Carnival is a festival of many names. It is referred to as Fat Tuesday in English, Mardi-Gras in French, and Carnaval in Spanish or Portuguese. But whichever word you use, Carnival has become an exciting international phenomenon extending from both Catholic and, many scholars think, ancient Rome or even Sumer cultural traditions.
Ecuador Carnival (Carnaval or Carnavales) is one of the nation’s most electric celebrations, with residents anxiously marking their calendars in preparation every year. Let’s take a look into what makes Ecuador Carnival tick compared to the layered string beads and Cajun feasts in New Orleans Mardi-Gras, or fantastical feather costumes of Brazilian Carnaval. Perhaps, you will feel so inspired to plan your next Ecuador trip during Carnival!
What is the Ecuador Carnival, and why is it held?
Ecuador Carnival aligns with the Roman Catholic calendar and tradition. But what’s truly special and unique about Carnavales in Ecuador lies in how local communities have always made the tradition their own, mixing Catholic origin post-conquest with pre-Hispanic cultures and traditions.
The earliest recorded evidence of Carnival in Ecuador is from newspapers dating back to 1860. These stories cite people celebrating by having water fights on the coast and flour fights in the Andean highlands. Then from the early 1900s, there are reports of kitchen staff and cooks saving their eggshells until Carnival to fill with colored water, seal with wax, and use in a good-natured water fight during the celebration.
Today, Ecuador Carnival means two full days of unbridled joy manifested in water and foam fights, allegorical figures on parade, and lots of feasting before Lent. For Kichwa communities in the Ecuadorian Andes, it is also a time to celebrate the end of the solar year and give thanks to Mother Earth.
When do people celebrate Carnival in Ecuador?
According to the Roman Catholic Calendar, the two official days of Ecuador Carnival are the Monday and Tuesday before Ash Wednesday in late February or early March. And until 1963, Kichwa communities of the Sierra (highlands) celebrated Carnival a month earlier in connection with the Pawkar Raymi festival, in which they celebrate the solar New Year.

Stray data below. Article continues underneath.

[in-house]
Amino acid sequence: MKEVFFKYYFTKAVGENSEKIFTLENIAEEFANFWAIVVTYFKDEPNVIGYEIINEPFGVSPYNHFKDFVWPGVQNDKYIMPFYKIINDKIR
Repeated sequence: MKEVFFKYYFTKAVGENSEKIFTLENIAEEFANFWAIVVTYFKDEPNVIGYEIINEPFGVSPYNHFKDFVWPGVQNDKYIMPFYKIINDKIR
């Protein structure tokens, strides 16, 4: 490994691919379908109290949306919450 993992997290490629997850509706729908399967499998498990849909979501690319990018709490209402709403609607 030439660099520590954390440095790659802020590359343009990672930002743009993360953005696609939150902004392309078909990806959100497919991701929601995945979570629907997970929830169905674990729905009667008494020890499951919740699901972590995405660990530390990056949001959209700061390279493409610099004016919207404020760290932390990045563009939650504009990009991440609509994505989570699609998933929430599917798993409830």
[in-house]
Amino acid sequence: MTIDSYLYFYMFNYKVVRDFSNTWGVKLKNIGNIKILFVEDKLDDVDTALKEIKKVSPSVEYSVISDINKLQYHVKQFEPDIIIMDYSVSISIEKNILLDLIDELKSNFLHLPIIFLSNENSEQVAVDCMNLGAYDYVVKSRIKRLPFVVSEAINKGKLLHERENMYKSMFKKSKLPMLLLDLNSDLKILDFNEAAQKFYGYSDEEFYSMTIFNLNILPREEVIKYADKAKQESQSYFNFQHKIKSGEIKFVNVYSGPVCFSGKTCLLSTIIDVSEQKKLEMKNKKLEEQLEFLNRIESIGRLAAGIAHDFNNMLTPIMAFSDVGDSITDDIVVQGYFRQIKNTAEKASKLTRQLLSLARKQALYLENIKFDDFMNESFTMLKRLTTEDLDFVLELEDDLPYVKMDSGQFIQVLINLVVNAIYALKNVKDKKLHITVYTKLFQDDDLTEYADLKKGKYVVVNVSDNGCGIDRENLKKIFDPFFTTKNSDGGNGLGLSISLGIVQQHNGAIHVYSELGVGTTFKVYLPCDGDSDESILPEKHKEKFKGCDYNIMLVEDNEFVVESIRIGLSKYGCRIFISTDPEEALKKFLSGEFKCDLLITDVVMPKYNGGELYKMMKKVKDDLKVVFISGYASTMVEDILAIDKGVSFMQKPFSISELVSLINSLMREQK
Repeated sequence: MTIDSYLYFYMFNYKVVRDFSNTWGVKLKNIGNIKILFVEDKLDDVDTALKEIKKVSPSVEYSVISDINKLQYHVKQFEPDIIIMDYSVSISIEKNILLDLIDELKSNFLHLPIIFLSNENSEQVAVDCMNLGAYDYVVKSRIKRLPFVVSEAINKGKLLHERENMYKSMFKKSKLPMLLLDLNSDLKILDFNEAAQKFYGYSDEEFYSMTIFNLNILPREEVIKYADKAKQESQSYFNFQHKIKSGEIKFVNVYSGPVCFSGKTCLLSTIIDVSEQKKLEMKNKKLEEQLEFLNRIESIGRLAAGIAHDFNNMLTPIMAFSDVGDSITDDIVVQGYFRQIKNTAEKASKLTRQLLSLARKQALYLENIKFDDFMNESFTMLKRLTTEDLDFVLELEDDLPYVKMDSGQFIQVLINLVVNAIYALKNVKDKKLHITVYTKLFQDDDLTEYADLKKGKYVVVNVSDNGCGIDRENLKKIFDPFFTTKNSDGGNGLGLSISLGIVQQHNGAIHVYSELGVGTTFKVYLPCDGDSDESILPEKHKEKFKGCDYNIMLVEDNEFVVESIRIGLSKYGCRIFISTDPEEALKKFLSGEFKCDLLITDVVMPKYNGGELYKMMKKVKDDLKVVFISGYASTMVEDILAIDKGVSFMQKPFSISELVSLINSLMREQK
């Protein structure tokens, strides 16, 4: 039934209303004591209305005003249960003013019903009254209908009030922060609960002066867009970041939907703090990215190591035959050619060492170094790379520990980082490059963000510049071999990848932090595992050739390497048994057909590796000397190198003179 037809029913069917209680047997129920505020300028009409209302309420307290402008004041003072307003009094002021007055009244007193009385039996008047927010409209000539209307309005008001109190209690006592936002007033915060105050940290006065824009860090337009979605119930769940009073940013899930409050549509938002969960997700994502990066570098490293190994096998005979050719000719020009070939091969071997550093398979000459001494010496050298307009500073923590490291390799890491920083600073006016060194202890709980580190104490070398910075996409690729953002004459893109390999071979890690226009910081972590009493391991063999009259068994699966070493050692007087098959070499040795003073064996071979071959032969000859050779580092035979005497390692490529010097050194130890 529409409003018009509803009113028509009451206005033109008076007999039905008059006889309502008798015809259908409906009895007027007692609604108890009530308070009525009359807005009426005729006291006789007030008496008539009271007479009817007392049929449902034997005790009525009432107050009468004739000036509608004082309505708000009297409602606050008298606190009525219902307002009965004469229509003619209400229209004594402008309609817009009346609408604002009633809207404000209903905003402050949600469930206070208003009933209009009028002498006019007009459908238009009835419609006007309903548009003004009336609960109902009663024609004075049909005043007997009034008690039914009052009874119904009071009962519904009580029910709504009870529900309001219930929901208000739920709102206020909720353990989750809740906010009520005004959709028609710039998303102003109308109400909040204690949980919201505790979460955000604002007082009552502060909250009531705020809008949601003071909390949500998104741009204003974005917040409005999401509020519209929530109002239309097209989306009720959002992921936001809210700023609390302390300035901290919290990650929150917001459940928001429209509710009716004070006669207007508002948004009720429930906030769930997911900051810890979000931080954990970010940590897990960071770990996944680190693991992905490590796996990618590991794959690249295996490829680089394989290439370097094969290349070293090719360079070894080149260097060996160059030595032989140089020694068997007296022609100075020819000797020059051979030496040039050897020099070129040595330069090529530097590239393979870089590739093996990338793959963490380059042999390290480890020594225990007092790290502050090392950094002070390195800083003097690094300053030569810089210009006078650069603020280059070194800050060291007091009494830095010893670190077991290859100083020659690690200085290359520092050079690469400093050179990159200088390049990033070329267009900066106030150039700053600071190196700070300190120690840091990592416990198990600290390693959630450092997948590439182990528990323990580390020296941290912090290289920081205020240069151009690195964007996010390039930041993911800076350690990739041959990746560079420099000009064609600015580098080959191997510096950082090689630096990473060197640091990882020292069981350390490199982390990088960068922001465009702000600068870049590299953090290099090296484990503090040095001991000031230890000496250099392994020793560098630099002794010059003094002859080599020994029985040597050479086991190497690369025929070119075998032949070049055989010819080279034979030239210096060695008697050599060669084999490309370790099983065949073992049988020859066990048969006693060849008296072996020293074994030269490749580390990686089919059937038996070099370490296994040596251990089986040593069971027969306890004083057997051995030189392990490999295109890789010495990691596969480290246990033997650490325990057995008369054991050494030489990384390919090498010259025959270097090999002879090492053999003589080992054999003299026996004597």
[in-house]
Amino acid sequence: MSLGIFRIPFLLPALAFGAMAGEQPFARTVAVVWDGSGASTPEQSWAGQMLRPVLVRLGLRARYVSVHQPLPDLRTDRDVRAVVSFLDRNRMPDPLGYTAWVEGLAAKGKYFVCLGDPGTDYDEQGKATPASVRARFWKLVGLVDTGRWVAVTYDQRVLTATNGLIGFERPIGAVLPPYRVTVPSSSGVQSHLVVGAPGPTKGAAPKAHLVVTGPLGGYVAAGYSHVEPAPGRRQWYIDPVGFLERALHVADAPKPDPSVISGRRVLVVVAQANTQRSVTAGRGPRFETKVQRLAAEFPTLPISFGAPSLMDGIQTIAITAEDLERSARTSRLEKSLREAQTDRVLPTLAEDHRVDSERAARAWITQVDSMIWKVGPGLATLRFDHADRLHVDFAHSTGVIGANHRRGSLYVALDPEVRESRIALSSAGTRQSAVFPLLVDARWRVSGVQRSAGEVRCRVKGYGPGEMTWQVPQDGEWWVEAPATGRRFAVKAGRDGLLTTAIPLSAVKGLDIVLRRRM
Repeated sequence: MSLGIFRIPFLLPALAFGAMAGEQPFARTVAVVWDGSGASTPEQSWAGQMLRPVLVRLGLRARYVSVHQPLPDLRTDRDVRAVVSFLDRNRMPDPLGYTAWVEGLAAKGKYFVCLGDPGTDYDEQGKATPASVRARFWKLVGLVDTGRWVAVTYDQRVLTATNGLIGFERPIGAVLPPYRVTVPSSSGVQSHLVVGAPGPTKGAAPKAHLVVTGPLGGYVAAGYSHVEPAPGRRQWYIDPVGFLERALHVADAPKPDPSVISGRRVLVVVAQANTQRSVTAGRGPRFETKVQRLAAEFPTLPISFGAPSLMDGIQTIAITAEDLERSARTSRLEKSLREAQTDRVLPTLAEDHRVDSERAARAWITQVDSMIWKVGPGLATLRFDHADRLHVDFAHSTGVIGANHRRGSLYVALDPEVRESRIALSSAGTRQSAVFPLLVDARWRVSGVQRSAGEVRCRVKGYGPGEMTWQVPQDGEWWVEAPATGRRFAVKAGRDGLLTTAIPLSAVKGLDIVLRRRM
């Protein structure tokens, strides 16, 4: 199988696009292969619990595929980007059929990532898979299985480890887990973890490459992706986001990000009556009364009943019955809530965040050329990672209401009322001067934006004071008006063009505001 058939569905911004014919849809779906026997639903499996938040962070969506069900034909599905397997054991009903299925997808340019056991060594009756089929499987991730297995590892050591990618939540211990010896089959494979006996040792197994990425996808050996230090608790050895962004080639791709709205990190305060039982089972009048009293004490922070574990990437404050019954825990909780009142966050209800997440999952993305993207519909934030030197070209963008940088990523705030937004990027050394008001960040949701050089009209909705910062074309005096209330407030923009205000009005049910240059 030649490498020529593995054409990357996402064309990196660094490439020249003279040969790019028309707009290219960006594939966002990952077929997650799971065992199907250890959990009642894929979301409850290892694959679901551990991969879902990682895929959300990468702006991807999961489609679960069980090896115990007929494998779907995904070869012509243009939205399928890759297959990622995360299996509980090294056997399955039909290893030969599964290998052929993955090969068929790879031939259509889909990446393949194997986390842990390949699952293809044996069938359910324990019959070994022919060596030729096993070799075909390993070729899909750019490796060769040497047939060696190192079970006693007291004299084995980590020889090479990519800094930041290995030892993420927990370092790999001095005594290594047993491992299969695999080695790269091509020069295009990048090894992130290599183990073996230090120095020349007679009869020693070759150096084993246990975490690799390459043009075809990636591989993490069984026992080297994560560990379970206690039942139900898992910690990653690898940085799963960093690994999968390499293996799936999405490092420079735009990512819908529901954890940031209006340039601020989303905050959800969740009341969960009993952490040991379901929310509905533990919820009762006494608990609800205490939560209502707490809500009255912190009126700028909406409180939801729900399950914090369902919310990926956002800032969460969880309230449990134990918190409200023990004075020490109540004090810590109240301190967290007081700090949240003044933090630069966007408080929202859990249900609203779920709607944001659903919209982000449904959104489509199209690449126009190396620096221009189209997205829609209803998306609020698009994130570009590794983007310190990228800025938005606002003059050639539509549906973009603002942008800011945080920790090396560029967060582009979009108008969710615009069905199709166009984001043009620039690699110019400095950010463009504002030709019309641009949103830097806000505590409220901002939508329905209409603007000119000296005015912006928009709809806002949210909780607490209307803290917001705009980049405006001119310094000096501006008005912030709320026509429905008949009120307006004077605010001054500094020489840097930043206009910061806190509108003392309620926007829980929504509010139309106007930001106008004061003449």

1963 marked the year that the dictator Ramón Castro Jijón forcibly changed the date of Carnival in the Andes to give preference to the Church and the Catholic meaning of the celebration before Lent. However, despite this discriminatory ruling, Kiwcha communities never stopped celebrating Pawkar Raymi and still do every year to mark the solar New Year.
Must see places during the Ecuadorian Carnavales
Ecuador is an incredibly culturally and geographically diverse country, and it is also quite a compact one. So, the fact that Carnival regional celebrations in Ecuador are as similar as they are distinct makes for an enlightening and rich experience.
As Ecuador’s high-altitude capital, Carnival celebrations in Quito do not disappoint. The most typical signs of Carnival in Quito include 1) children of all ages wielding cans of foam and not afraid to spray any unsuspecting passerby, 2) lively water fights, and 3) surprising flour bombs.
Guaranda, together with Ambato, are the Ecuadorian regions known for the most representative Carnival celebrations. In Guaranda, they pull out all the stops. We’re talking streamers filling every corner, flower pedals galore, flour and water games, lavish floats promenading through the streets, dances, and live music.
No one sleeps, and they don’t care! The giddy happiness of being covered from head to toe in a combination of water, confetti, foam, and powders is only matched by the incredible parade of food. Carnavales in Guaranda is the most anticipated event of the year.